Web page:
2014 Uganda Trip
Within a day of arriving in Uganda in June 2014, two professors and a group of 12 George Fox doctor of physical therapy students were hit hard with a harsh reality: Things were done differently here.
Among their first impressions: A young man tied to a tree, restrained there for four years because of his disabilities. “He hadn’t walked in years, and nobody knew how to deal with him,” says Tyler Cuddeford, director of George Fox’s physical therapy program. “They were afraid he’d make bad decisions, so they tied him up. It just shows the lack of care for children with disabilities in the country. It’s hard to see and hard to prepare for.”
Into that backdrop Cuddeford, fellow professor Jeff Houck and a dozen third-year students tended to the needs of Ugandan children and adults stricken with disease and immobility last June. It was the first service trip for the program but won’t be the last, as plans call for an annual visit.
Serving with Passion
And while making the two-week trip isn’t a requirement to graduate from the three-year program, it more than meets the program’s “professional duty and social responsibility” component. It also embodies the department and university’s mission to “serve with passion.”
“Ultimately, being experts in mobility, our mission was to empower people to take care of themselves – to get them to function better, whether that means teaching someone to walk or just helping them move in a more efficient way,” Cuddeford said.
Treatment and Research
The George Fox team visited two rehabilitation clinics for disabled children, an adult clinic and a remote village, Kisowera. They also partnered with Uganda Christian University to conduct research on foot health, comparing Ugandans who grew up wearing shoes to those who’ve been walking barefoot all their lives. The data is still being analyzed.
For student Alex Grimsley, the experience won’t soon be forgotten. “I’d never been to a different country to do anything like this,” he says. “I was excited to use the knowledge I had to educate people and see them respond. It was a practical application of all we had been learning in the classroom.”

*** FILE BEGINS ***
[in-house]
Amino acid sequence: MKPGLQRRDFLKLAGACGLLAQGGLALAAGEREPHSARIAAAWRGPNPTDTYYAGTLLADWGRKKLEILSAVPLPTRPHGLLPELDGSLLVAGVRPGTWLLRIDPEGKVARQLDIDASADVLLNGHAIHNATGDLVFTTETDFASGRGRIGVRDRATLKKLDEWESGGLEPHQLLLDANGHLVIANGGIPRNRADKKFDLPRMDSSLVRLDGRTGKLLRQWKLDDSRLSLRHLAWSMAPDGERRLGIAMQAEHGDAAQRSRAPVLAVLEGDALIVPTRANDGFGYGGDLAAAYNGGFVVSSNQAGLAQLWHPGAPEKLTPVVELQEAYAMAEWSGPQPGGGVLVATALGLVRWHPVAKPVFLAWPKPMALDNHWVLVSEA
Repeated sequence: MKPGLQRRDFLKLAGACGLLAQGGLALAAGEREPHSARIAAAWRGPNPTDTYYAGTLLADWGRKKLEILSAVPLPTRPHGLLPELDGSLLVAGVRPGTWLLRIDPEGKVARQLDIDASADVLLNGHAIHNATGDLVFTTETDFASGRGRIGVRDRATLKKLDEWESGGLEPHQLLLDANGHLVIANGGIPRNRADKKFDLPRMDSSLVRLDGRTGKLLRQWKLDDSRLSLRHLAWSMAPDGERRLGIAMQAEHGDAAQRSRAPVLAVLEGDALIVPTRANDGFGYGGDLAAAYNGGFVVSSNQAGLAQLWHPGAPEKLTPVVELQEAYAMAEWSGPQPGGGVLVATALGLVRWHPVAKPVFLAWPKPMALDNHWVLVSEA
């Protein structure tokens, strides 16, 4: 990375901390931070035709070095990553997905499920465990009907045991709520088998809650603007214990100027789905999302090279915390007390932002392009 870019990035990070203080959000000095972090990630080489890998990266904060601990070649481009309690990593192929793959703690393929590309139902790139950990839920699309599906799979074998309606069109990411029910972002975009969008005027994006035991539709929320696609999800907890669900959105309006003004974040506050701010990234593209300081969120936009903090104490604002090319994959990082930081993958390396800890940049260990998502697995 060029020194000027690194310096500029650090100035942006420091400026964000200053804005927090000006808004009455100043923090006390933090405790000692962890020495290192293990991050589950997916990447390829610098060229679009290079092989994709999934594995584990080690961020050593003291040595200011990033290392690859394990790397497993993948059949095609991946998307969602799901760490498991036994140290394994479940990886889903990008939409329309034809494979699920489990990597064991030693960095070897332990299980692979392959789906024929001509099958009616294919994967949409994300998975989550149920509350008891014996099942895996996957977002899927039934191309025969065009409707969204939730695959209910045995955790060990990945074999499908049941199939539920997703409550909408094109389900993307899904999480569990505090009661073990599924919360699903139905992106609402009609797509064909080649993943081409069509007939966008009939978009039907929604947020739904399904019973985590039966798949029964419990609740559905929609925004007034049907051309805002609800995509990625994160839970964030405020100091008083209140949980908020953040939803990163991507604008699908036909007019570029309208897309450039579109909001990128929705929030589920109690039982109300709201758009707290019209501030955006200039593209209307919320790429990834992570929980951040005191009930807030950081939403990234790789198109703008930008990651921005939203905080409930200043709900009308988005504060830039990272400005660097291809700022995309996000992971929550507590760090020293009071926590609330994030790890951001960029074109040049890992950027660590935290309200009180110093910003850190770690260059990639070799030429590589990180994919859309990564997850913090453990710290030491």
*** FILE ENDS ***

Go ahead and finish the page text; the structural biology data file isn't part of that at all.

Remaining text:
Students treated patients with clubfoot, cerebral palsy, spina bifida and polio. Ailments ranged from dislocated shoulders and an inability to move arms to a complete breakdown of the legs. “The very first person we treated crawled in, legs rotated sideways, and his feet didn’t even resemble feet,” Cuddeford said. “He also had a shoulder that routinely subluxed. Still, even though he had significant post-polio challenges, we were able to help him by improving his mobility and strength.”
The People: 'Beautiful and Kind'
George Fox students assisted more than 50 children that first day. They would go on to treat 40 more at another school a few days later and 40 at the adult clinic. The reality of their surroundings was reinforced by the presence of a cemetery on one of the school grounds.
“It’s hard to walk into a place and past a kid on the ground who isn’t moving – and you don’t know if he’s alive or dead,” said Houck, director of research in the George Fox physical therapy program. “It takes an emotional toll on you. I had to step away at one point and collect myself. What was rewarding was seeing how grateful the people were. They were beautiful and kind.”
'We'll Definitely be Back'
Cuddeford will assess the trip and make modifications, primarily to improve efficiency. He also says there is a possibility of adding other service-related trips, perhaps to China.
“The average wage [in Uganda] is less than $2 a day, yet the people there love life and are wonderful to work with,” he said. “We’ll definitely be back.”